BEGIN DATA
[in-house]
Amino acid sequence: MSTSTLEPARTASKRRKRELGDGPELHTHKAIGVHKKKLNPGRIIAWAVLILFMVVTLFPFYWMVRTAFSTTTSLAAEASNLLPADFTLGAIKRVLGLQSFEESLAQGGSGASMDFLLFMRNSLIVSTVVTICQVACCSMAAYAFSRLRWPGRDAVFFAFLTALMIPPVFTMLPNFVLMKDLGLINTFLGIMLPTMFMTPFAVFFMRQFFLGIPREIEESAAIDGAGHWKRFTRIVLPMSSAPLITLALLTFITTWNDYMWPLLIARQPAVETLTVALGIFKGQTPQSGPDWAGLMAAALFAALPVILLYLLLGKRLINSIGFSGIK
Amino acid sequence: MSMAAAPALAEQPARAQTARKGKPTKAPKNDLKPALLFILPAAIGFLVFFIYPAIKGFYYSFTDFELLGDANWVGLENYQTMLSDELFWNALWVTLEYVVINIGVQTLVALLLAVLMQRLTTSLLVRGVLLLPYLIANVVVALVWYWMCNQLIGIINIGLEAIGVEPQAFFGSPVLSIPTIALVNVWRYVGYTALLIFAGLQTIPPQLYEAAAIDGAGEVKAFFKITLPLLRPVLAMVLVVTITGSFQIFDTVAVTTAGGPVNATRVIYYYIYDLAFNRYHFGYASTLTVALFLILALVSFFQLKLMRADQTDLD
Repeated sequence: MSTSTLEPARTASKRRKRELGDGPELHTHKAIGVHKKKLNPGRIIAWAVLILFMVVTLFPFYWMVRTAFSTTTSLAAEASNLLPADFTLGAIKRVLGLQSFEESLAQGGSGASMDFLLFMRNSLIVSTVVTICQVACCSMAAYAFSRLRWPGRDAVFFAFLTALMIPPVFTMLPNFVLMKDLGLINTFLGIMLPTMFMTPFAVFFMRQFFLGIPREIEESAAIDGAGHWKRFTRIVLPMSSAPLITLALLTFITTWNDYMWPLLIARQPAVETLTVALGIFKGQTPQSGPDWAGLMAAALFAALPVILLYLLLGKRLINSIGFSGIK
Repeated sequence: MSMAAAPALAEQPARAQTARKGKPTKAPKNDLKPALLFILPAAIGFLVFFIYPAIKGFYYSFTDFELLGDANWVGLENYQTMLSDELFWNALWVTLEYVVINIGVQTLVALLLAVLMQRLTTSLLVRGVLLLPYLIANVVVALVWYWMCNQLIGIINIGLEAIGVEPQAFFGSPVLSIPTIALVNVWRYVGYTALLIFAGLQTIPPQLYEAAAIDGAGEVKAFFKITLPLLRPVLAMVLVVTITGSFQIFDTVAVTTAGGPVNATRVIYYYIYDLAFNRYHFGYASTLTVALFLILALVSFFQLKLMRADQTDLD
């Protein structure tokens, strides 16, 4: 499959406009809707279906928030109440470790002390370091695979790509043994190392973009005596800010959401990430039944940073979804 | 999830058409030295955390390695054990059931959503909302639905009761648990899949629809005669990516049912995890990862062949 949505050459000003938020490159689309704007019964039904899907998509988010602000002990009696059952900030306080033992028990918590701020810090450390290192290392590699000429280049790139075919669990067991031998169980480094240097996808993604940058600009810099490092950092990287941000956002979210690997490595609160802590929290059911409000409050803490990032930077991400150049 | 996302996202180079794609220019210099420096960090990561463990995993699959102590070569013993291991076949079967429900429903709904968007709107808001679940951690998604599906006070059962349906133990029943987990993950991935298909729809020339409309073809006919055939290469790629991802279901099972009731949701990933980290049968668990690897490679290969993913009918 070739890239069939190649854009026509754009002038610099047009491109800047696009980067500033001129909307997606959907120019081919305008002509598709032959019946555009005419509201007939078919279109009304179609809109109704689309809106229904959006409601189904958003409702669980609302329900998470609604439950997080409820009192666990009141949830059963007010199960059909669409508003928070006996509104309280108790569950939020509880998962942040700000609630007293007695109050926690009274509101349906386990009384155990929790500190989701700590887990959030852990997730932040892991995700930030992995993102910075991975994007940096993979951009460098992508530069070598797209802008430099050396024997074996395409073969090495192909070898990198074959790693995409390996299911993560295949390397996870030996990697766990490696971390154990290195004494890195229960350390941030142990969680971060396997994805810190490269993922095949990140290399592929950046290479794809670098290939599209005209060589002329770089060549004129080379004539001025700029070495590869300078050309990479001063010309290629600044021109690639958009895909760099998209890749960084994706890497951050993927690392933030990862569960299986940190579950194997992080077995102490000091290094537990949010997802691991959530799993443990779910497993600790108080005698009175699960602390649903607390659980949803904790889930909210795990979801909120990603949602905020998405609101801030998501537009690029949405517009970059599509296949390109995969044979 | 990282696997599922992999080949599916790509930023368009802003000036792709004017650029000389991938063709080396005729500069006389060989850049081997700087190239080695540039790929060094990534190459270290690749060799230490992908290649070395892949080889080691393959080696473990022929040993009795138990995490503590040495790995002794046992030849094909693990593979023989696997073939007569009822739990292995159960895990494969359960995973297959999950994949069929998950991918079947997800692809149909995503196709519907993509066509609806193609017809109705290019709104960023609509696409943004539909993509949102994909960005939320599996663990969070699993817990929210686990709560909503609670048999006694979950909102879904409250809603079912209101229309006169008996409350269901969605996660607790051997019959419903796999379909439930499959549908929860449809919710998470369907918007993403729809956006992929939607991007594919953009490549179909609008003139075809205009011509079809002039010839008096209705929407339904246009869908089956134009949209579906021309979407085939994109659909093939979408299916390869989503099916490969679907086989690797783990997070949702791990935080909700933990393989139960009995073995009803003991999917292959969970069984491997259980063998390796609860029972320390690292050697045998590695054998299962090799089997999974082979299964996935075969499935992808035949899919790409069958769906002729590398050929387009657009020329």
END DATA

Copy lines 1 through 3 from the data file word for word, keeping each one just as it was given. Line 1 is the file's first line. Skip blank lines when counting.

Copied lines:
[in-house]
Amino acid sequence: MSTSTLEPARTASKRRKRELGDGPELHTHKAIGVHKKKLNPGRIIAWAVLILFMVVTLFPFYWMVRTAFSTTTSLAAEASNLLPADFTLGAIKRVLGLQSFEESLAQGGSGASMDFLLFMRNSLIVSTVVTICQVACCSMAAYAFSRLRWPGRDAVFFAFLTALMIPPVFTMLPNFVLMKDLGLINTFLGIMLPTMFMTPFAVFFMRQFFLGIPREIEESAAIDGAGHWKRFTRIVLPMSSAPLITLALLTFITTWNDYMWPLLIARQPAVETLTVALGIFKGQTPQSGPDWAGLMAAALFAALPVILLYLLLGKRLINSIGFSGIK
Amino acid sequence: MSMAAAPALAEQPARAQTARKGKPTKAPKNDLKPALLFILPAAIGFLVFFIYPAIKGFYYSFTDFELLGDANWVGLENYQTMLSDELFWNALWVTLEYVVINIGVQTLVALLLAVLMQRLTTSLLVRGVLLLPYLIANVVVALVWYWMCNQLIGIINIGLEAIGVEPQAFFGSPVLSIPTIALVNVWRYVGYTALLIFAGLQTIPPQLYEAAAIDGAGEVKAFFKITLPLLRPVLAMVLVVTITGSFQIFDTVAVTTAGGPVNATRVIYYYIYDLAFNRYHFGYASTLTVALFLILALVSFFQLKLMRADQTDLD